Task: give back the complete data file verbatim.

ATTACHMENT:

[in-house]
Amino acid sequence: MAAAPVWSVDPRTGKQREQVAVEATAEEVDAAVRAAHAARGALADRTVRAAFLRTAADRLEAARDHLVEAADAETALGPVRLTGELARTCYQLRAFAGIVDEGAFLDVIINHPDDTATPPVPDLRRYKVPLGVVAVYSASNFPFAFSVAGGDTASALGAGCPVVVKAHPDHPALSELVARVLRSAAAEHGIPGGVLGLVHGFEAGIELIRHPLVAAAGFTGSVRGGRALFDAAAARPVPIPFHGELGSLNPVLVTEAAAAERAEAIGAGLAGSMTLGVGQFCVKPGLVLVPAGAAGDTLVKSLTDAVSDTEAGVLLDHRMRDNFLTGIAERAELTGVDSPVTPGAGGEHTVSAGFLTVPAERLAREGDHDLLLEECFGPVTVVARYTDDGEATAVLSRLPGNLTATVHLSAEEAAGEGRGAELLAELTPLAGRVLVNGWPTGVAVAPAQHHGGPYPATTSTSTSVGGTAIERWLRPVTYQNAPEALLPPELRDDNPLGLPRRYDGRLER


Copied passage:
[in-house]
Amino acid sequence: MAAAPVWSVDPRTGKQREQVAVEATAEEVDAAVRAAHAARGALADRTVRAAFLRTAADRLEAARDHLVEAADAETALGPVRLTGELARTCYQLRAFAGIVDEGAFLDVIINHPDDTATPPVPDLRRYKVPLGVVAVYSASNFPFAFSVAGGDTASALGAGCPVVVKAHPDHPALSELVARVLRSAAAEHGIPGGVLGLVHGFEAGIELIRHPLVAAAGFTGSVRGGRALFDAAAARPVPIPFHGELGSLNPVLVTEAAAAERAEAIGAGLAGSMTLGVGQFCVKPGLVLVPAGAAGDTLVKSLTDAVSDTEAGVLLDHRMRDNFLTGIAERAELTGVDSPVTPGAGGEHTVSAGFLTVPAERLAREGDHDLLLEECFGPVTVVARYTDDGEATAVLSRLPGNLTATVHLSAEEAAGEGRGAELLAELTPLAGRVLVNGWPTGVAVAPAQHHGGPYPATTSTSTSVGGTAIERWLRPVTYQNAPEALLPPELRDDNPLGLPRRYDGRLER